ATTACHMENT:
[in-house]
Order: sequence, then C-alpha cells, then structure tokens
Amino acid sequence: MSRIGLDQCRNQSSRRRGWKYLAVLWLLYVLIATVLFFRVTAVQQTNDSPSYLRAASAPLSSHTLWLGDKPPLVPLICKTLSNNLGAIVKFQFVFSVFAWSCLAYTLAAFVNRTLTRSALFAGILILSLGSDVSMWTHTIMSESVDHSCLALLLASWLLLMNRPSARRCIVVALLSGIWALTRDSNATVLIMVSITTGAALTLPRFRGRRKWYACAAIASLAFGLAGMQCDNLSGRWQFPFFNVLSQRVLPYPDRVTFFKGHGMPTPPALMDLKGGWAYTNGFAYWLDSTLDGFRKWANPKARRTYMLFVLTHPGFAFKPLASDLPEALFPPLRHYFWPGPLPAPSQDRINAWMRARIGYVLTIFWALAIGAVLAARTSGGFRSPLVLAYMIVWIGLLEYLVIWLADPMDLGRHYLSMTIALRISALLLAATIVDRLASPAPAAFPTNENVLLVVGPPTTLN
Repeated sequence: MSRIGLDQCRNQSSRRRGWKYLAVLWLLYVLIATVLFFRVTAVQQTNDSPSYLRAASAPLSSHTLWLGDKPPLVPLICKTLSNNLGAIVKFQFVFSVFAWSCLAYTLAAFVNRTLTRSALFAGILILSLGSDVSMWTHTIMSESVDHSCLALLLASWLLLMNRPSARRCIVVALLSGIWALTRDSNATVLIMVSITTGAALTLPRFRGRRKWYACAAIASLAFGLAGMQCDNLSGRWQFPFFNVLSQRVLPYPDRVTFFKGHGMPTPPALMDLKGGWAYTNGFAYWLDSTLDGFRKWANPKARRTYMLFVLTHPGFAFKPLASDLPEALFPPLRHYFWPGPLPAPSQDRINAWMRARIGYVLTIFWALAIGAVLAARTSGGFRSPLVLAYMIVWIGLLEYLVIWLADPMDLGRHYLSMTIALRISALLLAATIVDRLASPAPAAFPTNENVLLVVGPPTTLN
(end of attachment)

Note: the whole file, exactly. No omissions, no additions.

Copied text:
[in-house]
Order: sequence, then C-alpha cells, then structure tokens
Amino acid sequence: MSRIGLDQCRNQSSRRRGWKYLAVLWLLYVLIATVLFFRVTAVQQTNDSPSYLRAASAPLSSHTLWLGDKPPLVPLICKTLSNNLGAIVKFQFVFSVFAWSCLAYTLAAFVNRTLTRSALFAGILILSLGSDVSMWTHTIMSESVDHSCLALLLASWLLLMNRPSARRCIVVALLSGIWALTRDSNATVLIMVSITTGAALTLPRFRGRRKWYACAAIASLAFGLAGMQCDNLSGRWQFPFFNVLSQRVLPYPDRVTFFKGHGMPTPPALMDLKGGWAYTNGFAYWLDSTLDGFRKWANPKARRTYMLFVLTHPGFAFKPLASDLPEALFPPLRHYFWPGPLPAPSQDRINAWMRARIGYVLTIFWALAIGAVLAARTSGGFRSPLVLAYMIVWIGLLEYLVIWLADPMDLGRHYLSMTIALRISALLLAATIVDRLASPAPAAFPTNENVLLVVGPPTTLN
Repeated sequence: MSRIGLDQCRNQSSRRRGWKYLAVLWLLYVLIATVLFFRVTAVQQTNDSPSYLRAASAPLSSHTLWLGDKPPLVPLICKTLSNNLGAIVKFQFVFSVFAWSCLAYTLAAFVNRTLTRSALFAGILILSLGSDVSMWTHTIMSESVDHSCLALLLASWLLLMNRPSARRCIVVALLSGIWALTRDSNATVLIMVSITTGAALTLPRFRGRRKWYACAAIASLAFGLAGMQCDNLSGRWQFPFFNVLSQRVLPYPDRVTFFKGHGMPTPPALMDLKGGWAYTNGFAYWLDSTLDGFRKWANPKARRTYMLFVLTHPGFAFKPLASDLPEALFPPLRHYFWPGPLPAPSQDRINAWMRARIGYVLTIFWALAIGAVLAARTSGGFRSPLVLAYMIVWIGLLEYLVIWLADPMDLGRHYLSMTIALRISALLLAATIVDRLASPAPAAFPTNENVLLVVGPPTTLN